Medical EducationOriginal Article

Relationship Between Encounter Time and Candidate Performance on COMLEX-USA Level 2-PE

Jeanne M. Sandella, DO; William L. Roberts, EdD; and Erik E. Langenau, DO
Notes and Affiliations
Notes and Affiliations

Received: August 23, 2010

Accepted: September 30, 2010

Published: January 1, 2011

J Osteopath Med; 111(1): 38-43

Context: The National Board of Osteopathic Medical Examiners uses a standardized timing format for all osteopathic medical candidates across all stations in the Comprehensive Osteopathic Medical Licensing Examination-USA Level 2-Performance Evaluation (COMLEX-USA Level 2-PE). Examination standardization, and therefore validity, is weakened if time administered affects student performance.

Objectives: To investigate the relationship between the amount of time students spent with standardized patients (SPs) and their clinical skill component scores.

Methods: Data were analyzed from 249 candidates in 21 test sessions from the 2007-2008 testing cycle. Trained SPs recorded the time each examinee entered and exited each encounter. Outcome measures of the examination included pass (1 if pass; 0 if fail) performance outcome, pass by domain (biomedical/biomechanical and humanistic), and pass by component scores (data gathering, osteopathic manipulative treatment, and patient note scores). Analysis of variance (ANOVA), followed by pairwise comparisons, was used to compare encounter times across cases.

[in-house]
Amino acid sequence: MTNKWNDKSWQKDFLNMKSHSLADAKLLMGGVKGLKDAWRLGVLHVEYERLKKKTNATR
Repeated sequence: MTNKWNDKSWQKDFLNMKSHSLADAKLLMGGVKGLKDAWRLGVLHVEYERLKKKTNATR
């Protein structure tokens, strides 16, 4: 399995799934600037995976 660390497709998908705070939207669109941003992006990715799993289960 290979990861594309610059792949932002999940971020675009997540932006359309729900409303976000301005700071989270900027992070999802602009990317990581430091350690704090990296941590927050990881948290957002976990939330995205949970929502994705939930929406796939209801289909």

Results: A total of 2988 SP encounters were analyzed. Examinees spent an average 12.1 minutes in each patient encounter. Candidates spent less time with cases classified as health promotion and disease prevention than with cases that primarily involved a problem visit, but amount of time spent with cases representing various content areas was not significantly different (P>.05). On average, candidates spent the least amount of time (11.95 minutes) with gastrointestinal cases and the most time (12.26 minutes) with patients who had complaints relating to the neuromusculoskeletal system. A trivial relationship was shown between the continuous variable encounter time as the average amount of time a student spends in the encounter and the dichotomous clinical skill outcome of the examination (r=.03). The relationship between these 2 variables was consistent when examined separately for the humanistic domain (r=-.10) and the biomedical/biomechanical domain (r=.12). The strongest correlation was between encounter time and the data-gathering component score (r=.28).

Conclusions: Time spent in the encounter was not influential in overall candidate performance in the COMLEX-USA Level 2-PE. Candidates spent a similar amount of time with cases of different content areas. This finding suggests that 14 minutes is sufficient for this osteopathic high-stakes performance evaluation.

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